One clinical nurse leader working at a large children’s hospital in Florida described her role as being later to the nursing manager and explained that as long as she was on shift, she was considered accountable for all of the clinical care provided.
Although she spends most of her time on the ward and interacting with patients, she doesn’t have any patient cases assigned to her directly. She acts as a bedside resource, whereas the clinical nurse specialist works at a higher level designing policy and is less hands-on with the patients.
As well as speaking with patients, she spends a lot of time talking with the staff, understanding what their caseloads are, and helping to ensure that they have access to the resources they need.
She helps to facilitate communication between departments in the facility so that patients can more easily access the care they need, as well as working with staff to help them to resolve issues with their patients.
The role means being involved with patients and staff as individuals but also have the ability to step back and see the bigger picture.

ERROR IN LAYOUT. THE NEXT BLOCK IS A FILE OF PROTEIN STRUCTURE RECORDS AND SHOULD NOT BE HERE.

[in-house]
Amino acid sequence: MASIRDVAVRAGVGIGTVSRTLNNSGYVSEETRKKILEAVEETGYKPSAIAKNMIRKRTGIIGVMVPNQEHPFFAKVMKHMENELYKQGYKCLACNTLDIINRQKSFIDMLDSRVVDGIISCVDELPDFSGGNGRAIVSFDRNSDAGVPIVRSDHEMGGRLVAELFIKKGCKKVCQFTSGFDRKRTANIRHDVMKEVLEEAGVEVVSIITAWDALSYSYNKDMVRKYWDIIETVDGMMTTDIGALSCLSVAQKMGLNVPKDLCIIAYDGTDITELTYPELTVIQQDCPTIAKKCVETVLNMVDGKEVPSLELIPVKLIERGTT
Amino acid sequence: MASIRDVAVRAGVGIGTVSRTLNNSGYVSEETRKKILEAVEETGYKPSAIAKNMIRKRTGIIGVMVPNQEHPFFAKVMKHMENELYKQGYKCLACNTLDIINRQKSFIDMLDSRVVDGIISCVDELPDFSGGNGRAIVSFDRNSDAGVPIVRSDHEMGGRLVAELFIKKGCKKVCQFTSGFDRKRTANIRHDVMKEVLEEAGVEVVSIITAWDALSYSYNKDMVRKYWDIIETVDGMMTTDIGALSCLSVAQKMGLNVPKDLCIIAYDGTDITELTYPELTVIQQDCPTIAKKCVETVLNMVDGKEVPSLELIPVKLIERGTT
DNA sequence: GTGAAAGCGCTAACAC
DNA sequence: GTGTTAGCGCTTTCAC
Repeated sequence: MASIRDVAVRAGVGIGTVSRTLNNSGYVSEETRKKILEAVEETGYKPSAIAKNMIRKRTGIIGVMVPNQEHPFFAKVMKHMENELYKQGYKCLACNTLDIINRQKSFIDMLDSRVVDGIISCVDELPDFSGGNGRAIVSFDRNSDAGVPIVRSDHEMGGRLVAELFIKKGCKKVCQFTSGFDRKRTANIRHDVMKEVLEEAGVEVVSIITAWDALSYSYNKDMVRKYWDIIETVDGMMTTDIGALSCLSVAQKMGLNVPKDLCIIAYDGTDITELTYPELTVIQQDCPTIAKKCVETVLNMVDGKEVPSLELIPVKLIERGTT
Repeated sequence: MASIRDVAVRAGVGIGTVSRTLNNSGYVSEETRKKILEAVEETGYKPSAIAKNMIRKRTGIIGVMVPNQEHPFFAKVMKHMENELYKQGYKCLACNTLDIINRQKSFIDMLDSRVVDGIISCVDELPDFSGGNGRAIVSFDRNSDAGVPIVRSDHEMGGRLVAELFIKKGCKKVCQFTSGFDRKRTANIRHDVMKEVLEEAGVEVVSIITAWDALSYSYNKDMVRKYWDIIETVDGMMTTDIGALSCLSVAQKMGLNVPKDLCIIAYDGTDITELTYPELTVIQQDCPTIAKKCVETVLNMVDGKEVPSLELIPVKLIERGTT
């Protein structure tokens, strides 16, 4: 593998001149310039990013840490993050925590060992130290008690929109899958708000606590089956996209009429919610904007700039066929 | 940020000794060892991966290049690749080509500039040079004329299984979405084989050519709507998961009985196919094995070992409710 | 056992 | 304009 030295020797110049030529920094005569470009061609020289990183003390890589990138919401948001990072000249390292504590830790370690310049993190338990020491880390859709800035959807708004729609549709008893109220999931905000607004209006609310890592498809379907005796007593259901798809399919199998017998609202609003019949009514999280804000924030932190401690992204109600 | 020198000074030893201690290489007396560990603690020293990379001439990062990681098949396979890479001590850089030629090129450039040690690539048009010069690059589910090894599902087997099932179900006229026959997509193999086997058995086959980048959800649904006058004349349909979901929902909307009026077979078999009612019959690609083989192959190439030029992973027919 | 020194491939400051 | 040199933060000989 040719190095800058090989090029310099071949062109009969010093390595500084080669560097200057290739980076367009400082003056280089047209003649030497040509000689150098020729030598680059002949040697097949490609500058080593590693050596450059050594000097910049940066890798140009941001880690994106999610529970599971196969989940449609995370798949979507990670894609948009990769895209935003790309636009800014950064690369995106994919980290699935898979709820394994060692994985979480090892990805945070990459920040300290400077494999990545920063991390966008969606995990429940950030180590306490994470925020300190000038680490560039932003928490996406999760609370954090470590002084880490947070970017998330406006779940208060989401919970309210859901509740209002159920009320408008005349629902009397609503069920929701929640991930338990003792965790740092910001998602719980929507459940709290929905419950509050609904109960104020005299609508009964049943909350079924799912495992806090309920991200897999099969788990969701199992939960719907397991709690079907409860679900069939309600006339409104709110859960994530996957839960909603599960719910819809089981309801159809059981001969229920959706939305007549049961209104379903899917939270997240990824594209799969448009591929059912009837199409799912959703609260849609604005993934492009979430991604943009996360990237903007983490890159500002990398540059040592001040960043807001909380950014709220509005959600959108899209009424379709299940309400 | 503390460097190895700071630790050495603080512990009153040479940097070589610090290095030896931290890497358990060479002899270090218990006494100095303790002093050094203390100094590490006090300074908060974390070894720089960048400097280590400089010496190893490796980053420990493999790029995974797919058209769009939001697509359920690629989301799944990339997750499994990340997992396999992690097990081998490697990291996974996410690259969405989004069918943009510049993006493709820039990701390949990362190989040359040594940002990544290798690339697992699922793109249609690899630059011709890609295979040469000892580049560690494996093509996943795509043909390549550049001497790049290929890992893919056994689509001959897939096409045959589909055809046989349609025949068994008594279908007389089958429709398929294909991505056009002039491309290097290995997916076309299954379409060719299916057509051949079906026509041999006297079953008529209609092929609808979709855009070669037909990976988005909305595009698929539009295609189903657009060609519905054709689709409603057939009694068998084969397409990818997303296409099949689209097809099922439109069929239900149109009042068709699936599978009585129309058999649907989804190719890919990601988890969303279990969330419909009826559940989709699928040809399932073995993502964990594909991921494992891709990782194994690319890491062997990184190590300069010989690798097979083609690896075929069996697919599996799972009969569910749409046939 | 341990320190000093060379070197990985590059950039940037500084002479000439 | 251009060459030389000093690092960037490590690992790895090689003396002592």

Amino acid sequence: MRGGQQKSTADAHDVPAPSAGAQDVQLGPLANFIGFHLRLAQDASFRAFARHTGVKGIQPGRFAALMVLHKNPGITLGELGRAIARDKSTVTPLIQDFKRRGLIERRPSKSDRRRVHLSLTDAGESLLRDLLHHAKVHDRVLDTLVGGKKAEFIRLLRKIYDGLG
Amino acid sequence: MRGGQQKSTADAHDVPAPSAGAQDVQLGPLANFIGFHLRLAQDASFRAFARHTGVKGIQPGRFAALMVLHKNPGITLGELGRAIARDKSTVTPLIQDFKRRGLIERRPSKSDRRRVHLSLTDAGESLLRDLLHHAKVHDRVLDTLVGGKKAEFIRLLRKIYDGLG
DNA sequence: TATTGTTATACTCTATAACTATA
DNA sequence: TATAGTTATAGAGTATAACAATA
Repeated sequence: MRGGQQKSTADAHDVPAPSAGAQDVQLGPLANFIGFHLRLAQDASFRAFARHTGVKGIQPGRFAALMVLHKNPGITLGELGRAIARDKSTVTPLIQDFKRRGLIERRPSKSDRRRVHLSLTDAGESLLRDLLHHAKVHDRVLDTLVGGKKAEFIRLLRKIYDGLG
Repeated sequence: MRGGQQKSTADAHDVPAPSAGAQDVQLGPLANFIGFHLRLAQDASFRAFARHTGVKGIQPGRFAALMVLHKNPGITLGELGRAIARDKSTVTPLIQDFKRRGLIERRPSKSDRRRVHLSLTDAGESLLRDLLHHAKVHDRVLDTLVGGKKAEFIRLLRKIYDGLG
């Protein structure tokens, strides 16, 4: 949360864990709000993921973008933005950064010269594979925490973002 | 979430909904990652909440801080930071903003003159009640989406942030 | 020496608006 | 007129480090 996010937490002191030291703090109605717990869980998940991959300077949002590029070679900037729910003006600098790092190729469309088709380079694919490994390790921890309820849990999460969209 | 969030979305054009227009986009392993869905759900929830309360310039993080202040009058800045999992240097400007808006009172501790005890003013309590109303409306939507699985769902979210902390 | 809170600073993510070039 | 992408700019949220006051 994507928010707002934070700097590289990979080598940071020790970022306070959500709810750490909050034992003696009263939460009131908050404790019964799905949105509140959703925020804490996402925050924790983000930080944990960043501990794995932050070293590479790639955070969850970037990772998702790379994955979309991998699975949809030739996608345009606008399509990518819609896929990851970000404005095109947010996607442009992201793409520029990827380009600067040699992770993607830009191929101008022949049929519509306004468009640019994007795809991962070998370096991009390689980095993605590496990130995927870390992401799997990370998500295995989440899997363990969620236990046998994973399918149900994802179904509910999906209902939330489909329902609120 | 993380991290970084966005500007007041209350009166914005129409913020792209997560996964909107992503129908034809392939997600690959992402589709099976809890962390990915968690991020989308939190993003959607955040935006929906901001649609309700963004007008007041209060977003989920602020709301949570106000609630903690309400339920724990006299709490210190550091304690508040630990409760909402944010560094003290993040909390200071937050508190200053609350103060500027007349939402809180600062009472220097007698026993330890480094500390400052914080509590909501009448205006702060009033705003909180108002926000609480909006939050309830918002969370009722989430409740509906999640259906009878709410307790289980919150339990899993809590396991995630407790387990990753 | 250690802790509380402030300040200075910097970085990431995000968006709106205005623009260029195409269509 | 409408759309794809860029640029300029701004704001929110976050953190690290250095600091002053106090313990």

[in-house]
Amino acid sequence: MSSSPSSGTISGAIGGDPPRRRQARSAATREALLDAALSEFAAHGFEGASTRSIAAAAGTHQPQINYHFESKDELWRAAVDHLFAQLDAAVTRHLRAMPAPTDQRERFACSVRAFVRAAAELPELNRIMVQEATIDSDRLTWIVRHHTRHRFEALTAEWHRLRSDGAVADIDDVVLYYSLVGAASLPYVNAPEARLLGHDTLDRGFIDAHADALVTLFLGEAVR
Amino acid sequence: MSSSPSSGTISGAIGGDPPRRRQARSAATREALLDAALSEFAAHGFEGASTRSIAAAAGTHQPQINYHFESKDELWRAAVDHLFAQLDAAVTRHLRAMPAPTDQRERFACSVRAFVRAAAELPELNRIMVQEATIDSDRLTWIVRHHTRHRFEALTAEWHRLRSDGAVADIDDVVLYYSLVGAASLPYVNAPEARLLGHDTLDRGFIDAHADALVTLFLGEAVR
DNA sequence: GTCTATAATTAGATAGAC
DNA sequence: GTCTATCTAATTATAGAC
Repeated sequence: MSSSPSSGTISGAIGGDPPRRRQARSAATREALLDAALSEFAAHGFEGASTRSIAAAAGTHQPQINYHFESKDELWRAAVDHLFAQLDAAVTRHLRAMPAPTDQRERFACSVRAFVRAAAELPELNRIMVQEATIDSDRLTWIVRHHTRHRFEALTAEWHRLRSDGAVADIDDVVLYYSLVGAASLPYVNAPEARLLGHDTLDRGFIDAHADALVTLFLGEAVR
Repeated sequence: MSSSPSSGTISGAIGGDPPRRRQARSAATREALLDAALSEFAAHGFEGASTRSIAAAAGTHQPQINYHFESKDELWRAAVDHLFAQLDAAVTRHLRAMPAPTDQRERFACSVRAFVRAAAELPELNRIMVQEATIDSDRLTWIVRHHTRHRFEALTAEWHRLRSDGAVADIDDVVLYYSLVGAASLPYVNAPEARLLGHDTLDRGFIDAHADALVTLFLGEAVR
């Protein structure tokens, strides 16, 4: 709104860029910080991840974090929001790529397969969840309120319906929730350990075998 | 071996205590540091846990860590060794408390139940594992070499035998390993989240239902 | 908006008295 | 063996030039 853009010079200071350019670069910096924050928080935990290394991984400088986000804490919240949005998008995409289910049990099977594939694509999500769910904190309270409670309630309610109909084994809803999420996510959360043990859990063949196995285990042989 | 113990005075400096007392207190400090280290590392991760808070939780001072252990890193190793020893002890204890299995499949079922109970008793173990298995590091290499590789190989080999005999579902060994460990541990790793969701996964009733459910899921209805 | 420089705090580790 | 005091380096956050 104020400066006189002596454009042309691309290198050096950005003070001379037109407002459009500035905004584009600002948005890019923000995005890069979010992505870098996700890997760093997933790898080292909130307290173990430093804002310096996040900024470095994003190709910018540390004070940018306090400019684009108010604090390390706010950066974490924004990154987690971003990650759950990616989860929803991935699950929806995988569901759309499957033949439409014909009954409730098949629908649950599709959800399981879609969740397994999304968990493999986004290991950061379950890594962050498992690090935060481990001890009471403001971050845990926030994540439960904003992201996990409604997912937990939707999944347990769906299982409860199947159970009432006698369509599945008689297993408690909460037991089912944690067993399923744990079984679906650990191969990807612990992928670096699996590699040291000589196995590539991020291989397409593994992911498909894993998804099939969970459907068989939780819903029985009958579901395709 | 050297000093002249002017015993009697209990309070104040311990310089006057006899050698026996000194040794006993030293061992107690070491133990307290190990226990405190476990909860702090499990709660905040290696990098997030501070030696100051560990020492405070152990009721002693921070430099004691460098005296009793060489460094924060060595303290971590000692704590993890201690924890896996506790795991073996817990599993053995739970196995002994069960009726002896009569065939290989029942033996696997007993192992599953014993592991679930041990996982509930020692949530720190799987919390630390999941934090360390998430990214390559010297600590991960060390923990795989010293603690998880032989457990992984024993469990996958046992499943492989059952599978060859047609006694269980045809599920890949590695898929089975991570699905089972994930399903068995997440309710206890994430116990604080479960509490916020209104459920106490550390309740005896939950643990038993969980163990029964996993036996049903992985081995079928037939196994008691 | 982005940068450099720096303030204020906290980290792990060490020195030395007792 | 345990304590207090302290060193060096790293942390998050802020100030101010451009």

Clinical nurse leaders earn excellent salaries. The average pay for a clinical nurse leader is $104,107, and some are paid as much as $166,000.
The salary that you will actually earn as a qualified clinical nurse leader will depend on the organization where you are employed, as well as your location in the country. You can usually expect your salary to increase in line with your experience and skills, too.
In addition to an excellent salary, clinical nurse leaders can expect to receive significant perks, such as vacation days, healthcare coverage, and even childcare reimbursement.
Unlike other leadership roles within the nursing field, clinical nurse leaders are heavily patient-facing, so if you want to become a clinical nurse leader, it’s essential that you enjoy working closely with other people.